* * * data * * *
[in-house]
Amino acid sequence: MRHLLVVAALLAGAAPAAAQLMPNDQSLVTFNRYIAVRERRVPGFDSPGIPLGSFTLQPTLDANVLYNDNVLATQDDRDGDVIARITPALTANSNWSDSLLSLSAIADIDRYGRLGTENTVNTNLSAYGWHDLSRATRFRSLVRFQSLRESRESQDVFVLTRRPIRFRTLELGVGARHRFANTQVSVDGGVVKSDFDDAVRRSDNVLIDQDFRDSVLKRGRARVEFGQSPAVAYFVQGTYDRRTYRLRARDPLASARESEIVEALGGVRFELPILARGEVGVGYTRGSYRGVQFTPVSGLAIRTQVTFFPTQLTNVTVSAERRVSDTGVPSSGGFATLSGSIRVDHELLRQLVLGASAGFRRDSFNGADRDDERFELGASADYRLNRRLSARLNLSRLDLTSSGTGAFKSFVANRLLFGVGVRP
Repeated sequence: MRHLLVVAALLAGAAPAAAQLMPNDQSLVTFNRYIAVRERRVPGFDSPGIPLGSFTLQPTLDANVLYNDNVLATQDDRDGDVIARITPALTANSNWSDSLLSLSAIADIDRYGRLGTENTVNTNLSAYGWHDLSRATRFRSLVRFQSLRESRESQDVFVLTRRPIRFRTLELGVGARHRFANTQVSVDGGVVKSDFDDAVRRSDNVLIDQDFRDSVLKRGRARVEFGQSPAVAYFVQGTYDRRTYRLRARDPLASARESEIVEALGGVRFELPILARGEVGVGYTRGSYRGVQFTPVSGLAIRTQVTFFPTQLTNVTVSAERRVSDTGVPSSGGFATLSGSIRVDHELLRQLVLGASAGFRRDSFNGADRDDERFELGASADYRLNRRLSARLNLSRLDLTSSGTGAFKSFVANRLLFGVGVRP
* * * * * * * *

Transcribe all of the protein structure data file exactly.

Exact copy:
[in-house]
Amino acid sequence: MRHLLVVAALLAGAAPAAAQLMPNDQSLVTFNRYIAVRERRVPGFDSPGIPLGSFTLQPTLDANVLYNDNVLATQDDRDGDVIARITPALTANSNWSDSLLSLSAIADIDRYGRLGTENTVNTNLSAYGWHDLSRATRFRSLVRFQSLRESRESQDVFVLTRRPIRFRTLELGVGARHRFANTQVSVDGGVVKSDFDDAVRRSDNVLIDQDFRDSVLKRGRARVEFGQSPAVAYFVQGTYDRRTYRLRARDPLASARESEIVEALGGVRFELPILARGEVGVGYTRGSYRGVQFTPVSGLAIRTQVTFFPTQLTNVTVSAERRVSDTGVPSSGGFATLSGSIRVDHELLRQLVLGASAGFRRDSFNGADRDDERFELGASADYRLNRRLSARLNLSRLDLTSSGTGAFKSFVANRLLFGVGVRP
Repeated sequence: MRHLLVVAALLAGAAPAAAQLMPNDQSLVTFNRYIAVRERRVPGFDSPGIPLGSFTLQPTLDANVLYNDNVLATQDDRDGDVIARITPALTANSNWSDSLLSLSAIADIDRYGRLGTENTVNTNLSAYGWHDLSRATRFRSLVRFQSLRESRESQDVFVLTRRPIRFRTLELGVGARHRFANTQVSVDGGVVKSDFDDAVRRSDNVLIDQDFRDSVLKRGRARVEFGQSPAVAYFVQGTYDRRTYRLRARDPLASARESEIVEALGGVRFELPILARGEVGVGYTRGSYRGVQFTPVSGLAIRTQVTFFPTQLTNVTVSAERRVSDTGVPSSGGFATLSGSIRVDHELLRQLVLGASAGFRRDSFNGADRDDERFELGASADYRLNRRLSARLNLSRLDLTSSGTGAFKSFVANRLLFGVGVRP